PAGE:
All references to Uniform Resource Identifiers in this document
adhere to the 'absoluteURI' production of the "Collected ABNF"
found in RFC 2396 . Specifically, the semantics of URI
References do not apply since the concept of a Base makes no sense
2. NAPTR RR Format
The format of the NAPTR RR is given below. The DNS type code  for
NAPTR is 35.
Domain TTL Class Type Order Preference Flags Service Regexp
The domain name to which this resource record refers. This is the
'key' for this entry in the rule database. This value will either
be the first well known key (<something>.uri.arpa for example) or
a new key that is the output of a replacement or regexp rewrite.
Beyond this, it has the standard DNS requirements .
Standard DNS meaning .
Standard DNS meaning .
The Type Code  for NAPTR is 35.
A 16-bit unsigned integer specifying the order in which the NAPTR
records MUST be processed to ensure the correct ordering of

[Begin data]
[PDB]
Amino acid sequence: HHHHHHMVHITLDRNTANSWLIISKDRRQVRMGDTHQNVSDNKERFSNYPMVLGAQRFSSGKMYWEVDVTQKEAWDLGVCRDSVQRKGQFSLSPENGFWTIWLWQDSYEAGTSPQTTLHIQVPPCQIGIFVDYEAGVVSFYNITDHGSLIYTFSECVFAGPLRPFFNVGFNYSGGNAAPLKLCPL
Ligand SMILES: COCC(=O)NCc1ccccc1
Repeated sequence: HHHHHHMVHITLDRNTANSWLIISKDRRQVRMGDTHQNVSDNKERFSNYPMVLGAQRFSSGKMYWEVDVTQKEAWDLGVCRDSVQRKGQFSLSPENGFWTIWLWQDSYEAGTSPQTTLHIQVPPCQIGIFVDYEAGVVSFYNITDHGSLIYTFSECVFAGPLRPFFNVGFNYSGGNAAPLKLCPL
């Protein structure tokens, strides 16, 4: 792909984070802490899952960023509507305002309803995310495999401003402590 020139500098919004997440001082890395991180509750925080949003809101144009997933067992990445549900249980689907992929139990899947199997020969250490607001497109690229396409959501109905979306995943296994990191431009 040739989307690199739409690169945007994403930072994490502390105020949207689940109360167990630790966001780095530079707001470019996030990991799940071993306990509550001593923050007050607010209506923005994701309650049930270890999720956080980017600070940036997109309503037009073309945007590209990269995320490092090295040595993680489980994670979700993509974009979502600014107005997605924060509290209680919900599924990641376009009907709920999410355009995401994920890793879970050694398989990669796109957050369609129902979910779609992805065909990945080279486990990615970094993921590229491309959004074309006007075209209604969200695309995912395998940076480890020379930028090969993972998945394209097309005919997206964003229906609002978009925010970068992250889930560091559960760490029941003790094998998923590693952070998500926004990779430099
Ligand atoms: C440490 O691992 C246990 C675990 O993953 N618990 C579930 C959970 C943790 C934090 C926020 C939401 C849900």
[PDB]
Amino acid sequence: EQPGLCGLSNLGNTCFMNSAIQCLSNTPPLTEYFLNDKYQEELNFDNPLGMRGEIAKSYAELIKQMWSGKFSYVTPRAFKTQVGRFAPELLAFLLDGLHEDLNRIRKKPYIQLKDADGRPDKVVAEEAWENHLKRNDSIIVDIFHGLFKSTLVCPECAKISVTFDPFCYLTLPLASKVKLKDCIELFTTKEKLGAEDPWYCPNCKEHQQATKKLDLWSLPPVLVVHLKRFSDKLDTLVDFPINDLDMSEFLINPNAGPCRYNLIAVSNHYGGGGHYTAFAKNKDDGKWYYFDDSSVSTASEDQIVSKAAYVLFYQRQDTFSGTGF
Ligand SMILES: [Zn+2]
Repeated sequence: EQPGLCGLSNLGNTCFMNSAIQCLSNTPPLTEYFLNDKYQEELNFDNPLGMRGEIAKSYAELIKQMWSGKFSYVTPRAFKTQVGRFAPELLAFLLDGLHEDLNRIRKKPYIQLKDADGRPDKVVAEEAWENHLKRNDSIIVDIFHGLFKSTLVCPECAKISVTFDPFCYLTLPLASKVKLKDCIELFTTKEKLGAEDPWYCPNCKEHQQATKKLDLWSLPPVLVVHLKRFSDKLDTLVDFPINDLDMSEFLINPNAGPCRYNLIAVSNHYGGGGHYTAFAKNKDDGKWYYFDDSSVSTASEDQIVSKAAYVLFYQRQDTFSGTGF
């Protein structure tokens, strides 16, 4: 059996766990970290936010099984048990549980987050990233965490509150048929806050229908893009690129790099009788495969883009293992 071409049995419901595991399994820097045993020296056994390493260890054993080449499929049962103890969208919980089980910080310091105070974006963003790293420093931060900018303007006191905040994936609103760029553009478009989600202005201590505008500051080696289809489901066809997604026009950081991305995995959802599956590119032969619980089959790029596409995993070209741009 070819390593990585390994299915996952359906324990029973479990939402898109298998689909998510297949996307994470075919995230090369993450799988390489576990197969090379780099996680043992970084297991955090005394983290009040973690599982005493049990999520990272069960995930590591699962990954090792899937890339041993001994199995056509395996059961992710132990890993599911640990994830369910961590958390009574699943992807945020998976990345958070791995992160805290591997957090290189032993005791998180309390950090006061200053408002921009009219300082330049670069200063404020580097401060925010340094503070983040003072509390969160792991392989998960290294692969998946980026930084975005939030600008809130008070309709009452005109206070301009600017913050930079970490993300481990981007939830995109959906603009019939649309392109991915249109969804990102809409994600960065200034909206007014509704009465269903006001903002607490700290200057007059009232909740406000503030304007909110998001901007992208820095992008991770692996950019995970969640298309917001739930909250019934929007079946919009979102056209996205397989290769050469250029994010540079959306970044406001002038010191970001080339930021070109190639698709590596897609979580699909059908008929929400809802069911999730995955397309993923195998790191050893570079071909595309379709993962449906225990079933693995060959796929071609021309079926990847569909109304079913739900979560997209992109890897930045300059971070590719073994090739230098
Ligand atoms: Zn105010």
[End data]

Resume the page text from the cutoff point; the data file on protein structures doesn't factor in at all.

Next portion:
rules. Low numbers are processed before high numbers, and once a
NAPTR is found whose rule "matches" the target, the client MUST
NOT consider any NAPTRs with a higher value for order (except as
noted below for the Flags field).
A 16-bit unsigned integer that specifies the order in which NAPTR
records with equal "order" values SHOULD be processed, low
numbers being processed before high numbers. This is similar to
the preference field in an MX record, and is used so domain
administrators can direct clients towards more capable hosts or
lighter weight protocols. A client MAY look at records with
higher preference values if it has a good reason to do so such as
not understanding the preferred protocol or service.
The important difference between Order and Preference is that
once a match is found the client MUST NOT consider records with a
different Order but they MAY process records with the same Order
but different Preferences. I.e., Preference is used to give weight
to rules that are considered the same from an authority
standpoint but not from a simple load balancing standpoint.
A <character-string> containing flags to control aspects of the
rewriting and interpretation of the fields in the record. Flags
are single characters from the set [A-Z0-9]. The case of the
alphabetic characters is not significant.
At this time only four flags, "S", "A", "U", and "P", are